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Record-setting year for Port of Inverness

By Calum MacLeod

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Inverness Harbour Trust chief executive Sinclair Browne.
Inverness Harbour Trust chief executive Sinclair Browne.

THE centuries old Port of Inverness has a key role to play in the future of the Highland economy, Scottish Government minister Fergus Ewing said.

Mr Ewing, cabinet secretary for rural economy and local MSP for Inverness and Nairn, was speaking at the Port of Inverness’ annual update at Inverness Caledonian Stadium.

Chief executive Sinclair Browne and chairman Angus Mackenzie were able to report on another record-breaking year for the harbour, whose history dates back to the 13th century.

This included a 20 per cent increase in tonnage handled to 759,000 tonnes and an increase in ship visits from 199 to 242. This helped overall turnover at the port to increase 37 per cent to £1.83 million and saw its cash surplus leap from £15,000 in 2018 to £403,000 by March this year.

Other records broken in 2018/19 included the longest load handled by the port in two 85m transformers for Tomatin Power Station, the largest number of complete wind turbines and a record throughput of timber with 120,000 tonnes both imported and exported.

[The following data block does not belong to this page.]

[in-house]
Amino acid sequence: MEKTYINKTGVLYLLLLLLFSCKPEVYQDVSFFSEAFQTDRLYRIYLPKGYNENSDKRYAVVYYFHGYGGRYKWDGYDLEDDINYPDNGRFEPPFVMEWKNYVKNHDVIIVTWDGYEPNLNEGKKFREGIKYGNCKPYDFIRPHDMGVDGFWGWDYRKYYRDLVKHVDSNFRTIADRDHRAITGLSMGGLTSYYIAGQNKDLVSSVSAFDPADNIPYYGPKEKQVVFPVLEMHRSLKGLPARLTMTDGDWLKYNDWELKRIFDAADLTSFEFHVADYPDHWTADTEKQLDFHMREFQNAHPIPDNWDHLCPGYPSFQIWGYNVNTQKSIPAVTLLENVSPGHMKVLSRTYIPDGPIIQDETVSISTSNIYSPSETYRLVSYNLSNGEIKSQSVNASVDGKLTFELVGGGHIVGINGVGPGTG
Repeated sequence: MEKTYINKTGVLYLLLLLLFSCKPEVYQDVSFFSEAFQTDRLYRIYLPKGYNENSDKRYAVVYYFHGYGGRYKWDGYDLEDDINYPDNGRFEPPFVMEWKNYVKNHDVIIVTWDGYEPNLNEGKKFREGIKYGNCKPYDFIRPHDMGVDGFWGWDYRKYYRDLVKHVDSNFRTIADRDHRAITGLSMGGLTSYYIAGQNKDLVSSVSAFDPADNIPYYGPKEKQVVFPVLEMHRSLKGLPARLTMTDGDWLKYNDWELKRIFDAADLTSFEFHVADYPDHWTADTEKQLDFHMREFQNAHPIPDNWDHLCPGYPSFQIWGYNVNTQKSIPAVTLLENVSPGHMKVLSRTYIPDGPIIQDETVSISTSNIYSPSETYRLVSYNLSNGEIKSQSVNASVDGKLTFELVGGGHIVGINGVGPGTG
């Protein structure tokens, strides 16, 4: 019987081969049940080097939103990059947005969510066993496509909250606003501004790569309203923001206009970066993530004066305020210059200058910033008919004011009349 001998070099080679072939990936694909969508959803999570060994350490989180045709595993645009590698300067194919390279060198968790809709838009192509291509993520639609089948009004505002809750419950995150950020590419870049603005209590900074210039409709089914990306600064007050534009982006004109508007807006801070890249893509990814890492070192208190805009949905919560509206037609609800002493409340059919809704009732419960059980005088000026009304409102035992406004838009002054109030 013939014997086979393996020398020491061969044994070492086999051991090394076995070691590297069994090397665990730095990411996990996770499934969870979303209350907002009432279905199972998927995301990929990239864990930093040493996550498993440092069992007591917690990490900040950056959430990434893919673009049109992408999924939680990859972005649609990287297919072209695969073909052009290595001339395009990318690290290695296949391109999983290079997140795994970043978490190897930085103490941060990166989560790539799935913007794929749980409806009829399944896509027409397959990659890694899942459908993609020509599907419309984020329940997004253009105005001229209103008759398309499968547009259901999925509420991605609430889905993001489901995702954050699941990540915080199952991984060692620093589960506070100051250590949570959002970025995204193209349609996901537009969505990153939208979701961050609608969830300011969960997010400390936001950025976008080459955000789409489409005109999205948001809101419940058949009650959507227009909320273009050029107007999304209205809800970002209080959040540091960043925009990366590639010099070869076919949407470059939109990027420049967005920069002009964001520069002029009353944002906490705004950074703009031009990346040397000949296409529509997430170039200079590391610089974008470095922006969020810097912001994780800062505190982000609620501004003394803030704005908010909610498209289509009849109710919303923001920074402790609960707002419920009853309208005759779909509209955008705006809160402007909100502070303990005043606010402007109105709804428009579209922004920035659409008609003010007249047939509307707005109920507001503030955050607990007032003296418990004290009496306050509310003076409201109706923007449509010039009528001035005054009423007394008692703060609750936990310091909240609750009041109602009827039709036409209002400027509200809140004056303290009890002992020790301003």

Mr Browne also revealed the port had received further funding from cycling charity Sustrans for the second phase of the port’s plans for a maritime heritage trail, allowing it to progress to the design stage.

Talks were also continuing with other potential clients, including one which could result in up to 50,000 tonnes of goods being taken off the roads and moved by sea.

He said: “When I first came to Inverness, people told me the port was the bellwether for the local economy. It continues to be at the heart of the Highland economy.”

Mr Ewing congratulated the port on another successful year, and also said that the port could play an important part in supporting the efforts needed to combat the climate emergency such as reforestation and the development of renewable energy.

“The Highlands have an enormous set of opportunities over the next few decades. To tackle climate change, the things we need to do are things that can only or partly be done in the Highlands and rural Scotland,” he said.

“My job is to work with you to make things happen and try and get things done. If we can do that, the Port of Inverness, which has served Inverness for centuries and continues to do so, has a considerable amount to offer.”

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